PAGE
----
In the hottest chair of digitization – the CISO’s (Part 1)

In the hottest chair of digitization – the CISO’s (Part 1)

4. May 2022 0 By Horst Buchwald

In the hottest chair of digitization – the CISO’s (Part 1)
San Francisco, 5/5/2022
Cybersecurity and data protection are expected to become major litigation drivers. What litigation risks should CISO’s be most concerned about and what can they do about them?
When massive litigation threatens, it robs many a chief executive of sleep.

The proliferation of data protection, privacy and cybersecurity laws and regulations boils down to the fact that the “law” factor will become increasingly significant in the future. That was the conclusion of a recent Norton Rose Fulbright survey. More than 250 legal counsel and internal litigation experts participated. Two-thirds of survey respondents said they expect to be more exposed to these types of litigation in 2021 than ever before.
Because the number of cyberattacks is increasing significantly , governments, industry and regulators see this as reason enough to clarify what constitutes poor security. And although or because there are differing opinions, this opens the door to litigation.
Examples of significant data breaches:

May 2019: some 900 million sensitive financial documents from First American financial services company were stolen and then stored on public servers. Access was available to anyone.
2. By April 2019, more than 540 million Facebook user records were on unprotected servers.
2018: Hackers had penetrated Marriott’s reservation system and were able to access 500 million hotel guests’ private information.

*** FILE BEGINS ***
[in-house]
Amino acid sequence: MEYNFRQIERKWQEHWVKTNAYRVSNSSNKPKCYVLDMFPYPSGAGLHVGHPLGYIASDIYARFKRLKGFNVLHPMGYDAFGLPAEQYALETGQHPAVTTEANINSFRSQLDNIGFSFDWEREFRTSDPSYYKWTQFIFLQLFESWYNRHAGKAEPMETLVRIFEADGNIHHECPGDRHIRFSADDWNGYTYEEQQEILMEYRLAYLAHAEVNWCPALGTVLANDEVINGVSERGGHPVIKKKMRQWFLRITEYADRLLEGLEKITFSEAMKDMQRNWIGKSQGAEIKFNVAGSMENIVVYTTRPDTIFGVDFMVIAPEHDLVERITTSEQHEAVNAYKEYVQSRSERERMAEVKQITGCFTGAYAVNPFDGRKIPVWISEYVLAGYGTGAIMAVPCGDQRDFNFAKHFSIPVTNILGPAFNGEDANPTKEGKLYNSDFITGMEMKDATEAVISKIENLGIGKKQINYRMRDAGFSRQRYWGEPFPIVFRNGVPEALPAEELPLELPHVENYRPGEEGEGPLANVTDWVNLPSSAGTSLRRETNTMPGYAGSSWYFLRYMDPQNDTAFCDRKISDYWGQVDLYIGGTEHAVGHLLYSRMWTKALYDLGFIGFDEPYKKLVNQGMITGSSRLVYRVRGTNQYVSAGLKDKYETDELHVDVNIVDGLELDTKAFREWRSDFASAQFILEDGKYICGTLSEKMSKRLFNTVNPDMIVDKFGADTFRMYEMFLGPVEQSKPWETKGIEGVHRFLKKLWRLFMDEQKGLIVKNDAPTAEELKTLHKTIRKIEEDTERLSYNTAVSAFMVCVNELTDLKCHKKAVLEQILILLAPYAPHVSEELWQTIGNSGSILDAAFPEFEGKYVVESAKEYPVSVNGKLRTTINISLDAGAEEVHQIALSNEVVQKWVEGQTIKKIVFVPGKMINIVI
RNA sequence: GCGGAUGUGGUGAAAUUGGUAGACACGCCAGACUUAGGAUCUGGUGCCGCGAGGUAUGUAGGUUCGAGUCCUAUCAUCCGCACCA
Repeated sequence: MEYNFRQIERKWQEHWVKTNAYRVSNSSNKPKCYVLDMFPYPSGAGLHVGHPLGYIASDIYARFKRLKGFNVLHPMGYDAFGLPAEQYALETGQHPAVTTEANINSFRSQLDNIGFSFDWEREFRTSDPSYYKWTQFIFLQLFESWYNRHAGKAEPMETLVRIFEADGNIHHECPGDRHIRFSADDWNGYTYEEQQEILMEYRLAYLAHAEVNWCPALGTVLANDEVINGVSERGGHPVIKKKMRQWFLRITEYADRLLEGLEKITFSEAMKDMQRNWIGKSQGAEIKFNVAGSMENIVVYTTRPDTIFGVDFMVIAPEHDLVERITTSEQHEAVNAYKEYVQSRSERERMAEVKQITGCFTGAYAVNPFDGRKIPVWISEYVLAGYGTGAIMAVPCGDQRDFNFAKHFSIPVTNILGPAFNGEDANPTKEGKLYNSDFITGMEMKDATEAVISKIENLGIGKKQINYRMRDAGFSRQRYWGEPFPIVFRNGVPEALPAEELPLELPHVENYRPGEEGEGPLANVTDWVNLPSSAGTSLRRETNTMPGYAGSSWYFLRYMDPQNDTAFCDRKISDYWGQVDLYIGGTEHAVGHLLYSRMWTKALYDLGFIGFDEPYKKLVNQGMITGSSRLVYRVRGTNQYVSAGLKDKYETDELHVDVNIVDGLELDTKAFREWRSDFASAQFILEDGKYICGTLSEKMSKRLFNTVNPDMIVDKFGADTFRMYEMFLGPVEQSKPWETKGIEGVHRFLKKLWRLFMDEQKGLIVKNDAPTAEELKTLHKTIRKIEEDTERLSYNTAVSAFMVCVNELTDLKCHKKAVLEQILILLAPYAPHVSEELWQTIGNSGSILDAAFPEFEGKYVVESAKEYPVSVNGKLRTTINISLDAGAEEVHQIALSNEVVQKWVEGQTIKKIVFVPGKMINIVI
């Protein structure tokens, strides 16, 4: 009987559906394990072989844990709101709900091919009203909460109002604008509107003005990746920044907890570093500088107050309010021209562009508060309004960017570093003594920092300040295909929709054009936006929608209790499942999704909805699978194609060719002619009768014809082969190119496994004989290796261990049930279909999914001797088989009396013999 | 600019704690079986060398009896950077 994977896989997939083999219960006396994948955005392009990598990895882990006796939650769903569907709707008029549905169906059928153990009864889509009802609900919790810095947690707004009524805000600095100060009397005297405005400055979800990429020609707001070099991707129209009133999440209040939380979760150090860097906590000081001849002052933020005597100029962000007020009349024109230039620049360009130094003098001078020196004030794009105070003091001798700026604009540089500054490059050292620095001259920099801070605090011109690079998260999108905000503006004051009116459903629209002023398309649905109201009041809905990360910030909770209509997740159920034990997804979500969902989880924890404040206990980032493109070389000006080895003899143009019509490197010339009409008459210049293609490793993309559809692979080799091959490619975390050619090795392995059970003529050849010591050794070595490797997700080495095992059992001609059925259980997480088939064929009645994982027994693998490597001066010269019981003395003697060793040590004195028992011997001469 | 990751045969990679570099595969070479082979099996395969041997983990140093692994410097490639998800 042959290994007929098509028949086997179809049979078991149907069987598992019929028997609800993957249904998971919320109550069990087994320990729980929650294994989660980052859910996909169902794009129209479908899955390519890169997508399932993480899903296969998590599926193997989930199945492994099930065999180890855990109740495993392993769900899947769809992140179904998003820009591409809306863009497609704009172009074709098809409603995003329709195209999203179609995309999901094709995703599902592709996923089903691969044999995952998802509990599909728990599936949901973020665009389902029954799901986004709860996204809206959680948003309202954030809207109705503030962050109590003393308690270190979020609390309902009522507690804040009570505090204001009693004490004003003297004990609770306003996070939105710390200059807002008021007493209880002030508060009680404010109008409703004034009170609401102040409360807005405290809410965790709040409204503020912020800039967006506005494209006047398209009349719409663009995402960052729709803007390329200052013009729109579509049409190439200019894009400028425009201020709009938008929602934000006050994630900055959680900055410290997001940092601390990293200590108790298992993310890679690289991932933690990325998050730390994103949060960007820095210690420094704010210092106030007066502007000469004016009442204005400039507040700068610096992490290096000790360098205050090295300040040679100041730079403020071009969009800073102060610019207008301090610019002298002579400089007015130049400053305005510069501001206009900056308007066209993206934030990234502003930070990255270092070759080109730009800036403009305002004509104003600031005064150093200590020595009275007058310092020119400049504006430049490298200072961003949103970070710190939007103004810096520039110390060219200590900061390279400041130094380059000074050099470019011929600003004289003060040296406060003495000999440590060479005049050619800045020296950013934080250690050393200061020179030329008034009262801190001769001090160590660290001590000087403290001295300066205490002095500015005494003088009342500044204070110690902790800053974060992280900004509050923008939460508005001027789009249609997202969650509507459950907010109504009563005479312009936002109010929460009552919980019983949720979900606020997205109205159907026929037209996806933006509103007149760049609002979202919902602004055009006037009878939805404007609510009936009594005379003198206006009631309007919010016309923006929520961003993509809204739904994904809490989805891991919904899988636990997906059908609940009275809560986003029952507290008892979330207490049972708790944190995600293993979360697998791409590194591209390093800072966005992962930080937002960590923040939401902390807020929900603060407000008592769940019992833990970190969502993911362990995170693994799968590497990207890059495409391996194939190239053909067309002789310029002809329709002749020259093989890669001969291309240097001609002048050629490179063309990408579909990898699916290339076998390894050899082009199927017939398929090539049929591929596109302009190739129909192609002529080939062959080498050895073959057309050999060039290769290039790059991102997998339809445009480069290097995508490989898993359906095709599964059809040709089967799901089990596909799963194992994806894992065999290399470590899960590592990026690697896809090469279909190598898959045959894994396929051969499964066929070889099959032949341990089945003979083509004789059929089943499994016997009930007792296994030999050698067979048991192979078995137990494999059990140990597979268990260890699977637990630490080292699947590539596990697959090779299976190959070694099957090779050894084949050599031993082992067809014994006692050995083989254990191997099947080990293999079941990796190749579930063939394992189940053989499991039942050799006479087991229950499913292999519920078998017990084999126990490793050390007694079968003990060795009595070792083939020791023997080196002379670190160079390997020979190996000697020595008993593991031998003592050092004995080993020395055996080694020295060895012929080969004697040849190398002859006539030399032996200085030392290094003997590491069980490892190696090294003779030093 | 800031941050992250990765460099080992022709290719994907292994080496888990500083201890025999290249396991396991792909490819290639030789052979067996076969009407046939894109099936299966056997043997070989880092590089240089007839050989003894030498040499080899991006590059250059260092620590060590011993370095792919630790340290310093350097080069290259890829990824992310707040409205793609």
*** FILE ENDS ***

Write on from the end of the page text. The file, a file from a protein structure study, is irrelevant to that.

2016: A data theft compromised more than 412 million accounts on an Internet dating site. A group of Eastern European hackers stole more than 160 million records from companies such as Nasdaq and 7-Eleven.

Often, the consequences of such events are a huge burden for companies. In this case, insiders point to TikTok , which is facing a €1.5 billion lawsuit in the Netherlands. Similar claims are being made in the UK and Germany.
This brings into focus a job that some call a “dream job,” while others wonder why anyone would voluntarily sit in the hottest chair in the age of digitization. We’re talking about the Chief Information Security Officer (CISO).
CISOs under fire
The heart of digitization is software. Because there is no such thing as one hundred percent flawless software, most companies, government agencies and institutions are a target for hackers. To protect against this, the job of a Chief Information Security Officer ( CISO) was created.
In many cases, this is a “home grown” job in Germany. These are people who set up the first and subsequent networks in their company on the side, survived a few hacks, continued their education and are now finding out that they are out of their depth as “lone wolves”. Hackers have become faster and more sophisticated. The majority of CISO’s come into the company from the outside and experience that they are not exactly welcomed with open arms. The security awareness of the employees is not exactly pronounced – on the contrary, it is at a low level. When a CISO wants to change that, he usually encounters entrenched structures. Many employees think that the fuss made by the newcomers is exaggerated. Nothing has happened in 10 years – so why now? Some even claim that these new guys are disturbing industrial peace. In short, if you start work under these conditions, your job is no bed of roses. They are constantly on the hot seat. What are CISOs for? What does their scope of duties usually look like?
The tasks of a CISO’S:
– He or she designs a holistic security network for the company.
In doing so, technology and organization as well as culture and supply chain are important areas he has to keep an eye on all the time.
– he pushes reputation management
– must initiate and follow through with effective communication measures in the event of a crisis
– establishes identity and access management.

What personal requirements must a CISO be able to demonstrate?
– basic knowledge of software development & IT management processes
comprehensive knowledge of security technologies, standards, laws and processes
– several years of experience in IT security
What does a CISO earn?
This depends on the following factors:
– Company size,
– company location
– line of business
– Work experience
The average salary for a CISO is 171,000 euros gross per year. Top salaries start at 222,000 euros.

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